Argentina’s New Inflation Statistic Offered Glimpse of Reality
An asterisk next to the word Argentina was a common sight in any magazine or publication. Of course, the asterisk pointed out that the data provided by the National Statistics and Census Institute (INDEC) was dubious. Not even Venezuela had the “right to an asterisk.”
The Kirchner administration, desperate for credit, decided to unveil new inflation and economic-activity statistics. Of course, this came after grumbling against the IMF authorities, faithful to the president’s reputation.
This evolution of the Gross Domestic Product (GDP) data brought a swift revision downwards, and inflation, at least at the outset, reached shocking levels.
The first data of the new National and Urban Consumer Price Index (IPCNu) came out in January, and it surprised everyone with how close it was to the Congressional IPC measure. That is an index released by opposition members in Congress, an average of inflation measures prepared by private institutions.
The similarity was not without a touch of irony, given that just months earlier, ruling-party officials had declared the Congressional IPC an eyesore.
Nevertheless, the truth didn’t last long. The following graph shows the evolution of the IPCNu and the Congressional IPC.
Monthly Percentage Change: Consumer Price Index
During the first three months, the new INDEC measure of inflation tended to follow the Congressional IPC. However, since April, the disparity and lies are back.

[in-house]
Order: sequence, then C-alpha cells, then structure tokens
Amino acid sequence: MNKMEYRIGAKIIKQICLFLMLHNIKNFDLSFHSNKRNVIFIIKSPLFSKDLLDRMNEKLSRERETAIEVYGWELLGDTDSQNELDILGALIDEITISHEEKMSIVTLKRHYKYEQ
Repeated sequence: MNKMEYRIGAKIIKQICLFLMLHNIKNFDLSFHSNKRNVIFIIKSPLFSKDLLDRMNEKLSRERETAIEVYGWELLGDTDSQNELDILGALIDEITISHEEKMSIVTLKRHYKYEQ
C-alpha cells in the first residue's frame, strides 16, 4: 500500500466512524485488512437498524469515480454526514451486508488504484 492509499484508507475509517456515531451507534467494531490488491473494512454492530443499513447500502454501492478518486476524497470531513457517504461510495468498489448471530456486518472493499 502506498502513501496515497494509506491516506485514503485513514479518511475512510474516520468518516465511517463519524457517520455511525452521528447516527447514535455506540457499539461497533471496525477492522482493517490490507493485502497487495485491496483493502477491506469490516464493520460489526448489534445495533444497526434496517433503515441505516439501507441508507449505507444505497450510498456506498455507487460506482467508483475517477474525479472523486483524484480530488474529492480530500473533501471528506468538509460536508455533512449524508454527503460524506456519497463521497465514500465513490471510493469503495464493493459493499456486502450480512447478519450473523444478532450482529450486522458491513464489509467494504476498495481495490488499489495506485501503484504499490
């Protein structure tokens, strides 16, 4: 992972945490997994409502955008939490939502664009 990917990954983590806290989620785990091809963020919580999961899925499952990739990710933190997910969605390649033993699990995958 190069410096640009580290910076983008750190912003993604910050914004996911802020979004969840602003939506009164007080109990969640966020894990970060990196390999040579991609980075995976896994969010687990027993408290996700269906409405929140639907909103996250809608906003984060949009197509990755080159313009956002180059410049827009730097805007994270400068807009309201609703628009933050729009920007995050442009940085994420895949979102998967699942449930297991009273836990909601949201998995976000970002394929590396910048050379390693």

The acknowledgement of out-of-hand inflation came as a surprise — 53.8 percent on an annual basis — but to see the reporting last for three months was an even greater surprise. Before the IPCNu data came along, the Kirchner administration said that inflation was barely one third of the private estimates.
The IPCNu raised proportion of inflation it was willing to admit from 33 percent to almost 80 percent. However, the disparity started to widen again in April, as the official rate fell considerably (see the following chart.)
As has occurred with economic-growth numbers, the official measure is tending towards 50 percent of reality — although in an inverse manner.
On August 15, the INDEC released July inflation data, for the lowest degree of recognition in the past four months. If this trend continues, soon enough we will start hearing complaints about the IPCNu from international organizations. Simply put, a half-true measurement won’t achieve the sought-after recognition.
Moreover, as government spending has not decreased and policies on the table are aimed at “deepening the model,” sooner or later the Kirchner administration will likely resort to the money-printing machine. Other sources of revenue are already squeezed, so inflation is set to become even more severe.
Finally, one must mention that this kind of juvenile ploy with the numbers just delays what is unavoidable. Every day, people are interacting with prices. They can tell if their purchasing power has increased or not, beyond what mercenary statisticians may tell them.
International organizations are also aware of the lies. It is a shame that what appeared to be a sincere correction was fleeting. This latest reversal continues to damage the institutions and confidence in the nation.